Building Anovos' Star Wars Shadowtrooper Kit (Part 1)

    At Comic-Con 2015, we met up with Anovos, the makers of officially licensed Star Wars costumes and helmets. Among completed costumes, they're releasing a D-I-Y kit for Stormtrooper armor (which includes a finished helmet). We get our hands on an early test Shadowtrooper kit from Anovos, and walk through the process of cleaning up the vacu-formed pieces with effects artist Frank Ippolito!

    Tested Goes to Comic-Con 2015!

    We're down in San Diego all week for Comic-Con International! As the doors to the massive convention hall open on preview night, Norm and Will walk through the show floor to check out some of the major booth setups. Awesome collectibles, costumes, props, and LEGO are on display. We'll be filming interviews and project reveals, so stay tuned on Tested for more from SDCC!

    Frankenstein’s Spawn: Film's Love for Man-Made Monsters

    This story originally appeared on the Cinefex blog on 6/30/2015 and is republished here with permission. Learn more about Cinefex magazine here.

    When Mary Shelley's novel Frankenstein; or, The Modern Prometheus was first published in 1818, few people could have predicted how deeply its central theme of "man creates monster, monster runs amok" would embed itself into popular culture…especially the movies.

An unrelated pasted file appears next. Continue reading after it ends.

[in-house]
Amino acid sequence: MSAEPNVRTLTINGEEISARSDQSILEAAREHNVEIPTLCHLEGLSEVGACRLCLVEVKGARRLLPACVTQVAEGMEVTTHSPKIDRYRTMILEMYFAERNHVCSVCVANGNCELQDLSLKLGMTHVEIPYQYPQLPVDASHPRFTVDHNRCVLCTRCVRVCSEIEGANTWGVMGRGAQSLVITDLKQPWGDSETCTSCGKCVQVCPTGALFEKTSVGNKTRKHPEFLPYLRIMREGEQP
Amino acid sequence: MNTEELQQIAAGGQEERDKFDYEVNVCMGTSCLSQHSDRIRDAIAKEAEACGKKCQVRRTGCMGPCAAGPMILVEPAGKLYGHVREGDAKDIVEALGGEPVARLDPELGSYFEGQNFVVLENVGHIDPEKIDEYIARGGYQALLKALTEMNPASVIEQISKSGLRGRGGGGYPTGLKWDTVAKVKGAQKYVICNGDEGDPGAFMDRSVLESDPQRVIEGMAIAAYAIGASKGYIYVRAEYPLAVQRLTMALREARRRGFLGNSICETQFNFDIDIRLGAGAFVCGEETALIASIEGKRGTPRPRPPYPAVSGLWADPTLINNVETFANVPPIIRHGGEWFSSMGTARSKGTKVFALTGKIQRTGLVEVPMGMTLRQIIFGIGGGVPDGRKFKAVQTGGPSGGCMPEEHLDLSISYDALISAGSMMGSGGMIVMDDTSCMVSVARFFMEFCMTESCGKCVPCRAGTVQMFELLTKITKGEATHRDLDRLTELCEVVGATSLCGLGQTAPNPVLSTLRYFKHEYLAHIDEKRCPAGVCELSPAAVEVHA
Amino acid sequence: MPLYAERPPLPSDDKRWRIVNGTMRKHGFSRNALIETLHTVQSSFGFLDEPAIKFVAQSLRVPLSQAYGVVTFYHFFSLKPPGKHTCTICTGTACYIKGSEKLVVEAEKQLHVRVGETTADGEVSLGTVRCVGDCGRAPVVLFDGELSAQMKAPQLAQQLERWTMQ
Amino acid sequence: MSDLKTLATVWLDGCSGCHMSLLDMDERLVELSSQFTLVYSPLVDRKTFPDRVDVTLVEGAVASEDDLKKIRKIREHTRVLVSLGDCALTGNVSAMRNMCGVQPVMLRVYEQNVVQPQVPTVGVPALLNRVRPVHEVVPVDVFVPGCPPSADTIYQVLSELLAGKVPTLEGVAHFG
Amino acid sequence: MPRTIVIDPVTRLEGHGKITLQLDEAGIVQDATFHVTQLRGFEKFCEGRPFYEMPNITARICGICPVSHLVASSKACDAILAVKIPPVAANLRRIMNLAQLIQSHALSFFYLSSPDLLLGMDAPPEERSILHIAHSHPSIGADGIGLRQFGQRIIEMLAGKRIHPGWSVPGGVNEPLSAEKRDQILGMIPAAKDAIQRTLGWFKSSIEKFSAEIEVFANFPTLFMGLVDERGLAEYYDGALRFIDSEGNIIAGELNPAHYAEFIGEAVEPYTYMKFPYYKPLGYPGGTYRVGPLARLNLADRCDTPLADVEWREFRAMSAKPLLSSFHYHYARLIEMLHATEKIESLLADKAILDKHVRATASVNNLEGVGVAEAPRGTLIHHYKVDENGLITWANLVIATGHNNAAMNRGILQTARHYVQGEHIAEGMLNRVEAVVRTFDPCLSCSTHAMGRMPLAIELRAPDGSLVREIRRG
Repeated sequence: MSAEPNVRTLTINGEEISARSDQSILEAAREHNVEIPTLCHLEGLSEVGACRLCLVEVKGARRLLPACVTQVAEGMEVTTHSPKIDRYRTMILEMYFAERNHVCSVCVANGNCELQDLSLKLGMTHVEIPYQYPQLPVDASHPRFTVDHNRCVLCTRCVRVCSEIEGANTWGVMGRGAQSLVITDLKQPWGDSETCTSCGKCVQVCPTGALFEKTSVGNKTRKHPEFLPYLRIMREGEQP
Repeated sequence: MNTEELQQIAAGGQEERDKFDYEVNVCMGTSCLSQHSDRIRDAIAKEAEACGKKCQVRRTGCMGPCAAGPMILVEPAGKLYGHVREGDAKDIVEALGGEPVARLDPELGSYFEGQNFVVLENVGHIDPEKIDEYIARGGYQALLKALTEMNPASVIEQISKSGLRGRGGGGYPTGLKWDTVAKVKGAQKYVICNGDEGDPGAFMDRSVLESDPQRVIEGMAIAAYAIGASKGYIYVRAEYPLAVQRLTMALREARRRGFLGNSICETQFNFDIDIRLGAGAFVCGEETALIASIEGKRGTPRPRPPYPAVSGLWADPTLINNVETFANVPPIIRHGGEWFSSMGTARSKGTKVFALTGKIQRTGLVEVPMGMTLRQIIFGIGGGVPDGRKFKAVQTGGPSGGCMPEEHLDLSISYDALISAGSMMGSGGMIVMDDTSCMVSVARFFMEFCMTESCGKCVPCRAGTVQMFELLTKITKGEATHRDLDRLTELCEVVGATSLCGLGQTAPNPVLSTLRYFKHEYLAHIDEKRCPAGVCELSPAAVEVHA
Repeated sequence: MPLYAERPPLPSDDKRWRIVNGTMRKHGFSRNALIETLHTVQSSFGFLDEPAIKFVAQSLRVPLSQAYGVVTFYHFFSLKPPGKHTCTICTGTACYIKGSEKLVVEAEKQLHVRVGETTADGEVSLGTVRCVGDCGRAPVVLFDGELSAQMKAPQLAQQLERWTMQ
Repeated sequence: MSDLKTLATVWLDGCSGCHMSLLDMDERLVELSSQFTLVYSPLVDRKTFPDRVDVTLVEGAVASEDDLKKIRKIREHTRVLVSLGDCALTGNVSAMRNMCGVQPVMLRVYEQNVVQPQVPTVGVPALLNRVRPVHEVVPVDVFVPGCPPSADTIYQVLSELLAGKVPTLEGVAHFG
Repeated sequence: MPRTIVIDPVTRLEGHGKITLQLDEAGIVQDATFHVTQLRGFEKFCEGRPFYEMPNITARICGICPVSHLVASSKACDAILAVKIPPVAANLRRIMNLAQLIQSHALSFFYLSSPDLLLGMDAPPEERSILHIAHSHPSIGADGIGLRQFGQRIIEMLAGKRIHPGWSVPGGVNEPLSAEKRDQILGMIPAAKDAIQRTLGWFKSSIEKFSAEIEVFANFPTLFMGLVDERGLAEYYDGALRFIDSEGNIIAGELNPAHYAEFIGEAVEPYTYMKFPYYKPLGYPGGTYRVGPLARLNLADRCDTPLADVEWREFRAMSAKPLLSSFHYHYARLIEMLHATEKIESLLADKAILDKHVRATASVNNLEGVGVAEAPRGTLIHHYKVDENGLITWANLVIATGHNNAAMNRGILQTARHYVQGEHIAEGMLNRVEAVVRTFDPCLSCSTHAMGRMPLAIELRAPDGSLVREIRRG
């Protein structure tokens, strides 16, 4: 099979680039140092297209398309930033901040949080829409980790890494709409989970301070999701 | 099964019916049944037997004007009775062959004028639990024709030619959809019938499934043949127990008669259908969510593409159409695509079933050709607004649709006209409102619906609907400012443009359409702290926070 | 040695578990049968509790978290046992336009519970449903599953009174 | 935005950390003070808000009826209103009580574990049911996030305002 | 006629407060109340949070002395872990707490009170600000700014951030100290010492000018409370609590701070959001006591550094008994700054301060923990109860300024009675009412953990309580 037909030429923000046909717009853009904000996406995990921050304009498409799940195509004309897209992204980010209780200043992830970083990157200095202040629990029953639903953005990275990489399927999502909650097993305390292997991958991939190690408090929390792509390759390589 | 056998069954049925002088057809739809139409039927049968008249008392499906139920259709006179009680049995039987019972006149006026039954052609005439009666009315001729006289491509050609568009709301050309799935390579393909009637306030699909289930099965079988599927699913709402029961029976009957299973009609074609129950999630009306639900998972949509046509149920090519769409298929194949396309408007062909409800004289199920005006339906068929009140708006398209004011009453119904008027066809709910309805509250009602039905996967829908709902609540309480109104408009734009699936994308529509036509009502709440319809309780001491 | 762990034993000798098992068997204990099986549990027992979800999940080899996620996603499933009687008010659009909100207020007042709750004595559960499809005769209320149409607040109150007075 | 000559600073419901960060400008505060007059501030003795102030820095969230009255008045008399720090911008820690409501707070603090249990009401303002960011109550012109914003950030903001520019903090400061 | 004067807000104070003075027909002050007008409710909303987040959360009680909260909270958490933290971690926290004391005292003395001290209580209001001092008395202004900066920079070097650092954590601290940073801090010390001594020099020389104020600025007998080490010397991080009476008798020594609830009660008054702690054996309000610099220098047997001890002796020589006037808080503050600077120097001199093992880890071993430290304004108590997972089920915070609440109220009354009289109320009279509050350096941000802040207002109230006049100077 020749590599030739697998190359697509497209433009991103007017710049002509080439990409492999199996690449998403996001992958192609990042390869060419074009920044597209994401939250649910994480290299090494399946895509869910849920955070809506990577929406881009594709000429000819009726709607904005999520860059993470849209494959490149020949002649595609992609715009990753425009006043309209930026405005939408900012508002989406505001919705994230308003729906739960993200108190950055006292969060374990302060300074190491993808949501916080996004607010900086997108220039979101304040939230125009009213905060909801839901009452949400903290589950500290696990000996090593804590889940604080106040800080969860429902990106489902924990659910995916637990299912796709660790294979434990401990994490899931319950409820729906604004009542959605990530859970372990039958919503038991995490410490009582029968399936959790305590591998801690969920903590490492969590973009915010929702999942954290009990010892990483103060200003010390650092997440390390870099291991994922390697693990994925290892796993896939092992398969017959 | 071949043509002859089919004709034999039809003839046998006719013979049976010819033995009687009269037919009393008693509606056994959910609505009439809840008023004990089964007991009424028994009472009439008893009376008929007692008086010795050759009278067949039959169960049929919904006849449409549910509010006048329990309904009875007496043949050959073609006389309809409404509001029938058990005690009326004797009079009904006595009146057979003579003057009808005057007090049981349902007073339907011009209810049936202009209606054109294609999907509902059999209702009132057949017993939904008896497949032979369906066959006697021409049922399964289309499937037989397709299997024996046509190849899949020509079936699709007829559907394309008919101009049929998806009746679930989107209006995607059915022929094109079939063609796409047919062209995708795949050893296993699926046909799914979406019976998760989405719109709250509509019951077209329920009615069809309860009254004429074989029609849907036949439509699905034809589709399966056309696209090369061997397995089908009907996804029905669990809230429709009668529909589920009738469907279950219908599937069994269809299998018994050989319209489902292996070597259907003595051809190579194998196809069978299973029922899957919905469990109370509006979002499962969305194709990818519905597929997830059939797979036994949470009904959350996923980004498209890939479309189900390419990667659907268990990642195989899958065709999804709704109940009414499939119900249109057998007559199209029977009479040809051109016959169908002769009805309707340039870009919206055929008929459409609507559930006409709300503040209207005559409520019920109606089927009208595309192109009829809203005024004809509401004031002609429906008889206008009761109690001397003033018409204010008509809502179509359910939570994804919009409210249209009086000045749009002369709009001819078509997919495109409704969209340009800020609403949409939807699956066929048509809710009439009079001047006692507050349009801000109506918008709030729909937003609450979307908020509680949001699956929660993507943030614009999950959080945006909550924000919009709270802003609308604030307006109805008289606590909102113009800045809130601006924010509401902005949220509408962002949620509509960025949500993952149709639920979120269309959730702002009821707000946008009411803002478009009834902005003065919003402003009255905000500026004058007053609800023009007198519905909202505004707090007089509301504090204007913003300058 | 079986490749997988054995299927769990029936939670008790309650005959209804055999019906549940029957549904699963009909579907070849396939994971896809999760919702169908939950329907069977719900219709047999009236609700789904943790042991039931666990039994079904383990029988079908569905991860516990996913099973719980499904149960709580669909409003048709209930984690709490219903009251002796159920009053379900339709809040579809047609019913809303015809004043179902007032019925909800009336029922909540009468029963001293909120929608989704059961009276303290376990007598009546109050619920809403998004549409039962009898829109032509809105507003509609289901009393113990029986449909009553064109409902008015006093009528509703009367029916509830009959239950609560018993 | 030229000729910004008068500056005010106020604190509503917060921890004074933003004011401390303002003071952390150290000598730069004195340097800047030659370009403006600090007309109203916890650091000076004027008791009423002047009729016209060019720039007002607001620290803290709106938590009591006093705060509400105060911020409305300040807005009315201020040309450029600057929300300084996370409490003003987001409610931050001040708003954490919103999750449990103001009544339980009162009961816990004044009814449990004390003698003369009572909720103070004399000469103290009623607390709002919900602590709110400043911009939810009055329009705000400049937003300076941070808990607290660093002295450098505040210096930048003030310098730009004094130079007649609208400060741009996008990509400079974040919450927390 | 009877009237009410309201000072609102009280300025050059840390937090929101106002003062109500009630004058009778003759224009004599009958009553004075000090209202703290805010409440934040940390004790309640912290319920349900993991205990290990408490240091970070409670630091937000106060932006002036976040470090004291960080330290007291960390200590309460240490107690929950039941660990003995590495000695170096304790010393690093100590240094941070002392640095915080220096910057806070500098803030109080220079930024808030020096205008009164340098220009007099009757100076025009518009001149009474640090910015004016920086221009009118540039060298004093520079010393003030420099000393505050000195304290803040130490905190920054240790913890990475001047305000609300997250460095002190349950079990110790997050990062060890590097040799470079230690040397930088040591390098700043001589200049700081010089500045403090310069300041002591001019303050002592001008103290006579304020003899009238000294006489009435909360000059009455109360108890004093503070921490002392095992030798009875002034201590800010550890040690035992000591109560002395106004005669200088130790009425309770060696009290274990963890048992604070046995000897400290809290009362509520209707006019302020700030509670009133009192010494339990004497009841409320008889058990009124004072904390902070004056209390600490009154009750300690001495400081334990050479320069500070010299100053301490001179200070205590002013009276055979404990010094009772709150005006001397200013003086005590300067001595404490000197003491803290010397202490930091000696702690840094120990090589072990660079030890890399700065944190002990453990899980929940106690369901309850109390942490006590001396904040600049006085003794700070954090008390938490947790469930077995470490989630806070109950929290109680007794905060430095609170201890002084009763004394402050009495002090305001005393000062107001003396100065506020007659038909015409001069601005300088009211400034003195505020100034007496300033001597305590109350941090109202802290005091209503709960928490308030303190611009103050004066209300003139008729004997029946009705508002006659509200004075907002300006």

Whether it's James Whale's presentation of Frankenstein in 1931, or Steven Spielberg's adaptation of Michael Crichton's novel Jurassic Park in 1993, filmmakers have delighted in telling stories about scientists doggedly seeking that elusive "Eureka!" moment … only to be undone by their own misguided ambitions.

    In fact, the only thing filmmakers love more than reflecting on human hubris is reaching that part of the movie where they actually get to unleash the monsters!

    At Fox Studios Baja, in Mexico, "Deep Blue Sea" director Renny Harlin and special effects supervisor Walt Conti attend to one of the production's three full-size mechanical sharks.

    The familiar Frankenstein conceit is back on our screens this summer, as the dinosaurs ofJurassic World run riot through the lush landscapes of Isla Nublar. Thanks to the first three Jurassic films, we're already familiar with the idea of genetically engineered velociraptors, but when it comes to man-made monsters, prehistoric super-critters are just the tip of the iceberg.

    In Renny Harlin's Deep Blue Sea, the remote ocean base of Aquatica is home to three hyper-intelligent – and super-violent – mako sharks. The product of a botched attempt to cure Alzheimer's disease, this toothsome trio – a bubbly blend of both mechanical and digital sharks – chew their way through the majority of the film's cast before expiring in suitably explosive fashion.